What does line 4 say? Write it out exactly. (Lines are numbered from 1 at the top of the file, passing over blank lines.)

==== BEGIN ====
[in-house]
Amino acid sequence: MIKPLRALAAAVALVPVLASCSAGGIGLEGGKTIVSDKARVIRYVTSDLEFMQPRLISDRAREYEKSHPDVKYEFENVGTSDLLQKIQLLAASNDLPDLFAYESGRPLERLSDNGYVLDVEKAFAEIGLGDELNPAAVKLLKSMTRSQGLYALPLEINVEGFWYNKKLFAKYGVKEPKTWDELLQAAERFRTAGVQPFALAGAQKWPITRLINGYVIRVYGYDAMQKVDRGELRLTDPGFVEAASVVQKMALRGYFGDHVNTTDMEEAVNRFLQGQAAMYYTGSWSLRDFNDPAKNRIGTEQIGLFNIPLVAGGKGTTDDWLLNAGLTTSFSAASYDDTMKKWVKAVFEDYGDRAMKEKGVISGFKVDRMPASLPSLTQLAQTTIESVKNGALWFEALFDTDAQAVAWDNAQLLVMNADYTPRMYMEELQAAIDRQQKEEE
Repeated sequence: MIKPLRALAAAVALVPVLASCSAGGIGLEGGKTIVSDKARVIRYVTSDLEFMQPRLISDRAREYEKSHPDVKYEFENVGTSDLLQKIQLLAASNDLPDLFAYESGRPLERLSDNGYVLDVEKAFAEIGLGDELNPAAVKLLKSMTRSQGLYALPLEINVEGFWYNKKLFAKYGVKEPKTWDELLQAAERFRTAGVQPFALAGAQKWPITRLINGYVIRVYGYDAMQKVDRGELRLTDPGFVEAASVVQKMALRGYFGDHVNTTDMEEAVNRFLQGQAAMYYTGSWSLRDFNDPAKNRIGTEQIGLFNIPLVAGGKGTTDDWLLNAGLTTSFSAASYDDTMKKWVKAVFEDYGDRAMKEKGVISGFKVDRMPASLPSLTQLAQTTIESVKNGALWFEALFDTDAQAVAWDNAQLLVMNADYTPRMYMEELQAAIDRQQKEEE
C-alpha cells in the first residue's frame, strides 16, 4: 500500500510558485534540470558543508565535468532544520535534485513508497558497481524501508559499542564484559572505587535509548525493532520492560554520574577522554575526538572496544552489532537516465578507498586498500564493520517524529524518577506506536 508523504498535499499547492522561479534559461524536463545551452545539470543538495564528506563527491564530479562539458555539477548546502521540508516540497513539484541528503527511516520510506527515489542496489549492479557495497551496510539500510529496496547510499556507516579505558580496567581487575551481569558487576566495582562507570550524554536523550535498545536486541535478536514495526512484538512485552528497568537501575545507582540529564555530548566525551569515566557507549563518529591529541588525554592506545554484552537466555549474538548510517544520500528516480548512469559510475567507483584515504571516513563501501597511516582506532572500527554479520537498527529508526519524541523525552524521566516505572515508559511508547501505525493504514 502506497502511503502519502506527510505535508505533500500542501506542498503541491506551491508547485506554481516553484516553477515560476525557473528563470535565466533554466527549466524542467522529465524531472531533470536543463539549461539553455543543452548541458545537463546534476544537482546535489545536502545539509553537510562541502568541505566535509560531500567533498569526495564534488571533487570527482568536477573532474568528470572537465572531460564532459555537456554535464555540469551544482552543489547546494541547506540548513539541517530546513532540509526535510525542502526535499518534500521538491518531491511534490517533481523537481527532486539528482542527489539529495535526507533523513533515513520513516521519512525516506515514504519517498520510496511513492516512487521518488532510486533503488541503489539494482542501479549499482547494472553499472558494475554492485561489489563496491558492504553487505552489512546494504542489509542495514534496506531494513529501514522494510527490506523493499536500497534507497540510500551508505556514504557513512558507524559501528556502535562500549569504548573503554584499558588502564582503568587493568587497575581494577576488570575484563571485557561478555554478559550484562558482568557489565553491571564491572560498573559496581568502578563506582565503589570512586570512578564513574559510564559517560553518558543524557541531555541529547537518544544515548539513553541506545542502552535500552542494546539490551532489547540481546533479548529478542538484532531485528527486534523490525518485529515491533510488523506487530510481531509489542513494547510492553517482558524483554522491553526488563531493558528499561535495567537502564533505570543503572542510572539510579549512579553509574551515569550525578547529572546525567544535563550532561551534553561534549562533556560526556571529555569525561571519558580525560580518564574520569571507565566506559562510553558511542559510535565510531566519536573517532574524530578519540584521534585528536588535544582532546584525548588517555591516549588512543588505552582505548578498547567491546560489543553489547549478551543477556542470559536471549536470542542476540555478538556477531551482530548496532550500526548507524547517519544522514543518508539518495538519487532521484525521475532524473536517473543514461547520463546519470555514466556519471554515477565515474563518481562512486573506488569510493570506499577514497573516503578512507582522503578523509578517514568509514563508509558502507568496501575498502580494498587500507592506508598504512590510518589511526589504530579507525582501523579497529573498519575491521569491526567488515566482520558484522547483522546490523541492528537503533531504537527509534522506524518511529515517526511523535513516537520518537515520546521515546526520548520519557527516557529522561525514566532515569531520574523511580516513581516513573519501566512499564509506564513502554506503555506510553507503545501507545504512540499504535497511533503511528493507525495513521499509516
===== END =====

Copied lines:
C-alpha cells in the first residue's frame, strides 16, 4: 500500500510558485534540470558543508565535468532544520535534485513508497558497481524501508559499542564484559572505587535509548525493532520492560554520574577522554575526538572496544552489532537516465578507498586498500564493520517524529524518577506506536 508523504498535499499547492522561479534559461524536463545551452545539470543538495564528506563527491564530479562539458555539477548546502521540508516540497513539484541528503527511516520510506527515489542496489549492479557495497551496510539500510529496496547510499556507516579505558580496567581487575551481569558487576566495582562507570550524554536523550535498545536486541535478536514495526512484538512485552528497568537501575545507582540529564555530548566525551569515566557507549563518529591529541588525554592506545554484552537466555549474538548510517544520500528516480548512469559510475567507483584515504571516513563501501597511516582506532572500527554479520537498527529508526519524541523525552524521566516505572515508559511508547501505525493504514 502506497502511503502519502506527510505535508505533500500542501506542498503541491506551491508547485506554481516553484516553477515560476525557473528563470535565466533554466527549466524542467522529465524531472531533470536543463539549461539553455543543452548541458545537463546534476544537482546535489545536502545539509553537510562541502568541505566535509560531500567533498569526495564534488571533487570527482568536477573532474568528470572537465572531460564532459555537456554535464555540469551544482552543489547546494541547506540548513539541517530546513532540509526535510525542502526535499518534500521538491518531491511534490517533481523537481527532486539528482542527489539529495535526507533523513533515513520513516521519512525516506515514504519517498520510496511513492516512487521518488532510486533503488541503489539494482542501479549499482547494472553499472558494475554492485561489489563496491558492504553487505552489512546494504542489509542495514534496506531494513529501514522494510527490506523493499536500497534507497540510500551508505556514504557513512558507524559501528556502535562500549569504548573503554584499558588502564582503568587493568587497575581494577576488570575484563571485557561478555554478559550484562558482568557489565553491571564491572560498573559496581568502578563506582565503589570512586570512578564513574559510564559517560553518558543524557541531555541529547537518544544515548539513553541506545542502552535500552542494546539490551532489547540481546533479548529478542538484532531485528527486534523490525518485529515491533510488523506487530510481531509489542513494547510492553517482558524483554522491553526488563531493558528499561535495567537502564533505570543503572542510572539510579549512579553509574551515569550525578547529572546525567544535563550532561551534553561534549562533556560526556571529555569525561571519558580525560580518564574520569571507565566506559562510553558511542559510535565510531566519536573517532574524530578519540584521534585528536588535544582532546584525548588517555591516549588512543588505552582505548578498547567491546560489543553489547549478551543477556542470559536471549536470542542476540555478538556477531551482530548496532550500526548507524547517519544522514543518508539518495538519487532521484525521475532524473536517473543514461547520463546519470555514466556519471554515477565515474563518481562512486573506488569510493570506499577514497573516503578512507582522503578523509578517514568509514563508509558502507568496501575498502580494498587500507592506508598504512590510518589511526589504530579507525582501523579497529573498519575491521569491526567488515566482520558484522547483522546490523541492528537503533531504537527509534522506524518511529515517526511523535513516537520518537515520546521515546526520548520519557527516557529522561525514566532515569531520574523511580516513581516513573519501566512499564509506564513502554506503555506510553507503545501507545504512540499504535497511533503511528493507525495513521499509516